First, let me say that I can’t speak for the newspaper. The Times has a wall between its news side and opinion side, to protect news coverage from opinionated people like myself. So I’m not involved in coverage decisions in any way. But I can explain why I didn’t write about the case.

The basic reason is that I try to use my column to cover continuing trends and threats – such as the hundreds of thousands of people killed in Darfur – rather than individual legal cases, particularly those that are over. At the time of Mr. O’Reilly’s focus on that case, for example, I was in India reporting on the 10 million children stuck in brothels around the world.

From what I’ve read, I think O’Reilly was right to denounce the sentence as ridiculously lenient, and I’m glad it was subsequently lengthened. But if I have to pick my topics, it seems reasonable to focus on the rapes of 10 million children in brothels, rather than on the sentence given to one rapist. Or on genocide, for that matter.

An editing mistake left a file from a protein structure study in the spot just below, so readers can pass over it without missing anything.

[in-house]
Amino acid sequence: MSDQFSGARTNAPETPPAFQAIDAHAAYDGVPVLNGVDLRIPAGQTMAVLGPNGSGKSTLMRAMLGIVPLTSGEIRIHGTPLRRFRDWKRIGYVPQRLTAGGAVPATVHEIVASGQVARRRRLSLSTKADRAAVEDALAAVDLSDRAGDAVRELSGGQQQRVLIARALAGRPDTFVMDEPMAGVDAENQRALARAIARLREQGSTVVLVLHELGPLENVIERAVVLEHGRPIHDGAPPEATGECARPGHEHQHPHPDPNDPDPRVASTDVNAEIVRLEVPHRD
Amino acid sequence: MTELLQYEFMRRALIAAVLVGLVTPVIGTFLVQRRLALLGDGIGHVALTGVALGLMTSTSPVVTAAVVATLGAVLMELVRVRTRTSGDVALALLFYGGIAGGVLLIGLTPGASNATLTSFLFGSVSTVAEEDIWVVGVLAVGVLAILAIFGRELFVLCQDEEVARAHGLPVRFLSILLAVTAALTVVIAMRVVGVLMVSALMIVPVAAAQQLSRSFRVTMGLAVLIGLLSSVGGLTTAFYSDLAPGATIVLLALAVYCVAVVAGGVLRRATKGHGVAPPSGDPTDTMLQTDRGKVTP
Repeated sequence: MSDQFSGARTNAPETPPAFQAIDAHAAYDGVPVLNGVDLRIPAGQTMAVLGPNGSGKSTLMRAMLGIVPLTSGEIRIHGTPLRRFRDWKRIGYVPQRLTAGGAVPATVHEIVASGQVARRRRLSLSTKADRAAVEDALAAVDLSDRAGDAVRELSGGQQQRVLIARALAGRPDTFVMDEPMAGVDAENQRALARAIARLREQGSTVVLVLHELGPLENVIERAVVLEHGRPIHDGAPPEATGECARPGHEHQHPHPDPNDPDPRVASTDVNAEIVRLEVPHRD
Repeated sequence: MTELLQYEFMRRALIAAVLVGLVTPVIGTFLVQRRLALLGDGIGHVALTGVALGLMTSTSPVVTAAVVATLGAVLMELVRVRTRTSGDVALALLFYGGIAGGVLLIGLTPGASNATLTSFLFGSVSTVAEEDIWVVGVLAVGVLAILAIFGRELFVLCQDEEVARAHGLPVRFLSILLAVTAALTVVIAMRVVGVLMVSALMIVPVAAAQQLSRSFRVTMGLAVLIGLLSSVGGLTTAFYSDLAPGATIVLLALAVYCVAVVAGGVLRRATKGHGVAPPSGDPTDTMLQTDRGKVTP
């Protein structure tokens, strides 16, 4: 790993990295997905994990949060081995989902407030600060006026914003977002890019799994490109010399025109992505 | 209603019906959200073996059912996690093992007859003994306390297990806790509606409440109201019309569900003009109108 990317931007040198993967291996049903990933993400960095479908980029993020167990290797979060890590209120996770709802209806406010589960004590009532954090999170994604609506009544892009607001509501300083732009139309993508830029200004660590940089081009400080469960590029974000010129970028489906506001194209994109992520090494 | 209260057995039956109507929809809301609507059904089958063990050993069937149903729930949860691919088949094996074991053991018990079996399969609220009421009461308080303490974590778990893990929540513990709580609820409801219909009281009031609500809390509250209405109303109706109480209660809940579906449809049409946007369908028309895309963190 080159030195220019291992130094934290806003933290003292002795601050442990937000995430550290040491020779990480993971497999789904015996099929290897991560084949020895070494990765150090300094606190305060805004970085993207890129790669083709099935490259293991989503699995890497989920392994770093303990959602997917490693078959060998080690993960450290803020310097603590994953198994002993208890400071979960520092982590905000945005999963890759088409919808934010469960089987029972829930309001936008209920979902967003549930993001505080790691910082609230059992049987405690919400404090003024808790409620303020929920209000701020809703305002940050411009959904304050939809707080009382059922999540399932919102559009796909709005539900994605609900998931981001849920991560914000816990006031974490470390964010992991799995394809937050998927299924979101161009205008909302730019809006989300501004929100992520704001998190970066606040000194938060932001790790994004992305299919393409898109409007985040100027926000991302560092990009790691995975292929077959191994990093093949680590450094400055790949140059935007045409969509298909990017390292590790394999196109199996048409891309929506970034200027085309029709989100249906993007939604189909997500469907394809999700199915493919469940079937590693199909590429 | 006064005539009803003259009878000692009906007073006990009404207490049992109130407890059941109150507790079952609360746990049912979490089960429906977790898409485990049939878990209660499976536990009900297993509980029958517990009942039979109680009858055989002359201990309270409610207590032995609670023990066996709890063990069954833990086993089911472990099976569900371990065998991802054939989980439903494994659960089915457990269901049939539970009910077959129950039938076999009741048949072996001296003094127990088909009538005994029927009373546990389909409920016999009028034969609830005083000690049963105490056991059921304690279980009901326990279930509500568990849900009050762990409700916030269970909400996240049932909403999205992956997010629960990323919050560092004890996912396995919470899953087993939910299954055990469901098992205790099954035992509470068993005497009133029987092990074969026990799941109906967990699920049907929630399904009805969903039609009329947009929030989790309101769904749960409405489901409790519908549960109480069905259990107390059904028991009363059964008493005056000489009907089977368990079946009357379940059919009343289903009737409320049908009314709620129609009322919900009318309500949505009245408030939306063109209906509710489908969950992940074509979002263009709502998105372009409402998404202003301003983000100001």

By the way, I’ve wondered how to write about the criminal justice system. I’ve never reported it closely, but my sense is that it is full of inexplicable decisions – some strangely short sentences, as in the case O’Reilly highlights, and others bizarrely long. And then there are undoubtedly plenty of innocent people who get convicted: Death penalty cases tend to get scrutiny, but not others. But because each has its own circumstances, the issues tend not to get a lot of coverage, except when related to capital punishment. I think there is great fodder there for path-breaking journalism.

==============================


"A C H A L L E N G E F O R B I L L O ' R E I L L Y"